By Trudy Simpson, Staff Reporter
Dr. Yitades Gebre, senior medical officer in the Health Ministry's HIV/AIDS Control Programme (left), at yesterday's press briefing at the Ministry, King Street, Kingston, which was called to release the latest HIV/AIDS statistics and outline plans for 'World AIDS Day'. With him is Lovette Byfield, the Ministry's behaviour change and communication programme manager. - Norman Grindley /Staff Photographer
MORE THAN $100 million has been spent on HIV/AIDS intervention programmes locally since January this year but new data show the rate of HIV/AIDS is increasing in high-risk age groups.
Certain kinds of high-risk behaviour also continued over the last year.
Dr. Yitades Gebre, senior medical officer in the Ministry's HIV/AIDS Control Programme, told reporters at a press briefing at the Ministry of Health yesterday that HIV infection is steadily increasing, especially among women. He said, too, that there are still large percentages of people who are having unprotected sex with casual or regular partners as well as having sex with prostitutes.
The age group 20 to 29 is especially affected, with HIV/AIDS and other Sexually Transmitted Infections (STIs) being the leading cause of death for women in that age group.
"Despite the efforts of the national programme, the risk behaviour of individuals having sexual relationships and sexual liaisons with prostitutes continue to rise," he said.
In addition, many infected persons, among them men who have sex with men, are still not reporting the illness because they fear discrimination and harm. There could be as many as 500 new cases which have gone unreported in this year alone, Dr. Gebre said. That would almost equal the 511 new AIDS cases reported in the first half of 2002.
Figures for the second quarter of the 2002 Jamaica AIDS Report show that there was a marginal increase in the number of cases and that women are fast catching up to men, accounting for 46 per cent of all reported cases. This is up 10 per cent from last year.
There were 40 new cases regarding children with AIDS. All parishes had increases, but Kingston, St. Andrew, St. James, St. Mary and St. Catherine reported the highest number of incidences.
Meanwhile, Jamaicans should have access to several
confidential counselling and HIV/AIDS testing programmes, which should be implemented in facilities islandwide by 2005, according to Dr. Gebre.
Speaking at yesterday's press briefing, Dr. Gebre said that various activities, some of which are being piloted in parishes, should begin sometime next year 2003. Others, like Mother-to-Child transmission reduction (MTC) programme, are being expanded. The increasingly successful MTC programme is aimed at reducing the number of HIV positive infants born to mothers who have HIV.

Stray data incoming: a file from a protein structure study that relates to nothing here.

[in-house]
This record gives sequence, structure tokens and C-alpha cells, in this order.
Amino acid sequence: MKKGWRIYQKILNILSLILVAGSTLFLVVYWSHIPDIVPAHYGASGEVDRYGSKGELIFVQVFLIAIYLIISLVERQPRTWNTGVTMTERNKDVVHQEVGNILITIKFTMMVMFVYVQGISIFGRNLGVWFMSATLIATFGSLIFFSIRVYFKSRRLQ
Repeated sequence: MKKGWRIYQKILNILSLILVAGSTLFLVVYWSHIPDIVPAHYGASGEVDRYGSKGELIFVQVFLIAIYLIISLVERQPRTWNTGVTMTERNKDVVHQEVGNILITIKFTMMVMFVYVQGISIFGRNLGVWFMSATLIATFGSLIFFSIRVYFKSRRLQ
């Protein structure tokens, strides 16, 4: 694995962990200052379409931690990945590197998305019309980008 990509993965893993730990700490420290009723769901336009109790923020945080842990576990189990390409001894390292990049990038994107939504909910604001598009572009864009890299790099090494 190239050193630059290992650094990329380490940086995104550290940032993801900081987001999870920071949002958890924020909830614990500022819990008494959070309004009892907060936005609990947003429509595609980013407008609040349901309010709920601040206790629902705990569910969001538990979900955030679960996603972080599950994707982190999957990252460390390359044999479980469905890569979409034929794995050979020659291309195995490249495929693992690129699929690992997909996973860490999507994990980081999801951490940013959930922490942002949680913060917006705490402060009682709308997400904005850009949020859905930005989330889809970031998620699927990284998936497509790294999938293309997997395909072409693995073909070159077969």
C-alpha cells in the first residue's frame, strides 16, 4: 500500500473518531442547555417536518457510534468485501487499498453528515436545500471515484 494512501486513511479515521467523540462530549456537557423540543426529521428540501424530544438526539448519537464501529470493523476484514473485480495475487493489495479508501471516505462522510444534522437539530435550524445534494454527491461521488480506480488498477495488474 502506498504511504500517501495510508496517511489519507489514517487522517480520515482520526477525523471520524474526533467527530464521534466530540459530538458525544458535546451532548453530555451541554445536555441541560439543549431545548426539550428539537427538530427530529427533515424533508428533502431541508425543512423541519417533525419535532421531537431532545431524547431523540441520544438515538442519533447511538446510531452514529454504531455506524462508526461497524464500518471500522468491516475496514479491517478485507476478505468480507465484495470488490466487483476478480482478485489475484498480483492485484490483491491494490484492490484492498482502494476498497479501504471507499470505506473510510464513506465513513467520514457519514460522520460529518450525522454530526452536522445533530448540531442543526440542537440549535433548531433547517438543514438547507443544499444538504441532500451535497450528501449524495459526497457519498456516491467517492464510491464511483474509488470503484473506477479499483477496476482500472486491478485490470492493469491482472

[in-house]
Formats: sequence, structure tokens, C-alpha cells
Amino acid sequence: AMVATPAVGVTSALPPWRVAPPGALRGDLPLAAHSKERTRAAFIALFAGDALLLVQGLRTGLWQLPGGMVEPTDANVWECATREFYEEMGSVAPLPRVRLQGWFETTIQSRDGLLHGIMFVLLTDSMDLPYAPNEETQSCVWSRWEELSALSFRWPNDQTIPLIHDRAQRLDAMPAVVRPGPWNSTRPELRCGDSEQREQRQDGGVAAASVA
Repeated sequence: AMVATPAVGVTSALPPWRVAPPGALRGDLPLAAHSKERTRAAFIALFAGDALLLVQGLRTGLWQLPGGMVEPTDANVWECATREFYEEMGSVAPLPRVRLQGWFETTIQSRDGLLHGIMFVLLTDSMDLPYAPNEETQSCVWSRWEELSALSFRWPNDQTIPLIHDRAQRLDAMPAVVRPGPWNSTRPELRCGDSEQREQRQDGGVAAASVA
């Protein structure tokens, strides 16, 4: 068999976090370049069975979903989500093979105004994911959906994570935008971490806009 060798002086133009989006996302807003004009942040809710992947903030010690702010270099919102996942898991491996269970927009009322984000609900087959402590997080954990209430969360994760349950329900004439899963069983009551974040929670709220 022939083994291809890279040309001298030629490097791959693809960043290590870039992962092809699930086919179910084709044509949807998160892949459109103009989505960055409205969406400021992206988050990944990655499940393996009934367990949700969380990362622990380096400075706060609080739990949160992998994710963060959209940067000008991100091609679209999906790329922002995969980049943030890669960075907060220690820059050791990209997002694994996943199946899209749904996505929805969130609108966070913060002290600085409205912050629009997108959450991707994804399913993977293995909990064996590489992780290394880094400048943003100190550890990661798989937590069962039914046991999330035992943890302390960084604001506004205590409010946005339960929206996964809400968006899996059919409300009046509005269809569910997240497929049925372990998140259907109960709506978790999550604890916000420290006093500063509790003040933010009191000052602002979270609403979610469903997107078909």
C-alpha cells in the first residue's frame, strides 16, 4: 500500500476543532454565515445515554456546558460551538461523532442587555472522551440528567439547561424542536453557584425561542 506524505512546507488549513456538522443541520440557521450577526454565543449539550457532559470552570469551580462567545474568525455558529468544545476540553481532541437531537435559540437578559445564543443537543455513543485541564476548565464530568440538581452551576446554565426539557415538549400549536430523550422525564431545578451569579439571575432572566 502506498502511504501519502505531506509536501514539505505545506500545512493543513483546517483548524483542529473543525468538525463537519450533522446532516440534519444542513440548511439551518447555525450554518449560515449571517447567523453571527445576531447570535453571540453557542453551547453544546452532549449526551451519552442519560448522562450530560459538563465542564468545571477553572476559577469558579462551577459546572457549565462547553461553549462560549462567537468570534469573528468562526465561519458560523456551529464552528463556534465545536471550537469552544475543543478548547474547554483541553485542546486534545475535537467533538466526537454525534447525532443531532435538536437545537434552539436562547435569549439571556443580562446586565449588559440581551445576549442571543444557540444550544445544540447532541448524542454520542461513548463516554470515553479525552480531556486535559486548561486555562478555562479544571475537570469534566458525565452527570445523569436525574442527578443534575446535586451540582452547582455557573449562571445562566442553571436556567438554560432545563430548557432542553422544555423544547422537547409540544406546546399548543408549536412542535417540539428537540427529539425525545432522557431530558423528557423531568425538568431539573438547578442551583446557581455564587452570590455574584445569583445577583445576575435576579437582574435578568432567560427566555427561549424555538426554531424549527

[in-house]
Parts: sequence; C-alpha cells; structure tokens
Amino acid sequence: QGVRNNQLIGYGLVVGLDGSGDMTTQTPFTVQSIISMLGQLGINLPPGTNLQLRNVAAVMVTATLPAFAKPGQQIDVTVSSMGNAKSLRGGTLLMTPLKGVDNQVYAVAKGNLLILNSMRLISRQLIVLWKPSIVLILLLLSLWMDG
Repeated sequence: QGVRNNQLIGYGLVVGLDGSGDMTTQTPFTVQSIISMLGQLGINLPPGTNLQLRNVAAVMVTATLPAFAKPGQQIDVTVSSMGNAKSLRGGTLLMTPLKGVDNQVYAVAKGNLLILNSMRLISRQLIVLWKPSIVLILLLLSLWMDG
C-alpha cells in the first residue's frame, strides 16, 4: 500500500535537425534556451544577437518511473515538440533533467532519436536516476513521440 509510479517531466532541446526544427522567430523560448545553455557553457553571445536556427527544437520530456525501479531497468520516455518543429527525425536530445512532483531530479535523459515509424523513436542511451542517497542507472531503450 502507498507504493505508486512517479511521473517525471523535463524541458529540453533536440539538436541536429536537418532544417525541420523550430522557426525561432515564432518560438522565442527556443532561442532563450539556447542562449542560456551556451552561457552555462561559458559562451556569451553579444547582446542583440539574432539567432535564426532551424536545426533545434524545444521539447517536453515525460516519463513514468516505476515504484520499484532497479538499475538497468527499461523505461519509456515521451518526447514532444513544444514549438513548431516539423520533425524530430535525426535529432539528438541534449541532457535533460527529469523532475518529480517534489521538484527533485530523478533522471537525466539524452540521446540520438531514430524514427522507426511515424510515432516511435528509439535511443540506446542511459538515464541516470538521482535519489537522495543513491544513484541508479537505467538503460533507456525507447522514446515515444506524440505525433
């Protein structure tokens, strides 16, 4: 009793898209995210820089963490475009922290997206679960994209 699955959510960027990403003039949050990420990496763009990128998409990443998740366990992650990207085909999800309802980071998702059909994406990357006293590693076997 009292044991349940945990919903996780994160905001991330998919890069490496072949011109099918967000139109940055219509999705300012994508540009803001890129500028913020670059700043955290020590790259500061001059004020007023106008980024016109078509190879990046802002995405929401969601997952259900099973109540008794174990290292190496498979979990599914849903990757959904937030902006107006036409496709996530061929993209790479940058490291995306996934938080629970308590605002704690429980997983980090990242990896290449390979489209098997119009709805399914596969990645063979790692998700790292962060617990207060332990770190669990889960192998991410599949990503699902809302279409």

"By 2003, we will be able to cover about 80 per cent of ante-natal sites. That means, in all parishes, pregnant women will be able to access, with their partner if necessary, voluntary HIV/AIDS counselling and testing," Dr. Gebre told reporters.
"By 2005, all sites will be covered and then everybody could come in and have HIV/AIDS testing in the public sector. Private sector, you can go anytime and have access to HIV testing," he added.
The press briefing was called to release the latest HIV/AIDS statistics and outline plans for World AIDS Day, to be celebrated December 1, and accompanying activities such as a panel discussion to be held on Wednesday. This is organised by Journalists Against HIV/AIDS to be aired December 1. There will also be the launch of video fest on November 29, where several short films will be shown. The theme is "Iron Will: Iron Underpants."
About 26 per cent of persons have been tested for HIV/AIDS, which, Dr. Gebre said, is almost comparable to developed countries.
"But it is not just about people being tested, once knowing the test results, to change behaviour, to change attitude and also not be discriminated against because of their HIV status is the most important thing," he said.
The reduction of stigma and discrimination will be the focus of activities leading up to and to mark World AIDS Day on December 1, 2002.
An estimated 20,000 people live with HIV/AIDS, one-third of whom do not know their HIV status. "There is a gap between 11,000 being reported and 20,000 being estimated. The gap is about 8,000 or 9,000 and out of this eight or 9,000, nobody can reach about one third of them. This means that they could be anywhere," Dr. Gebre said.
"We are missing about 20 to 30 per cent. Our surveillance is about 75 to 80 per cent. Such persons, we may not be able to reach them. They have to come to us through certain services. For those people to be reached, we need a voluntary, confidential, counselling and testing programme."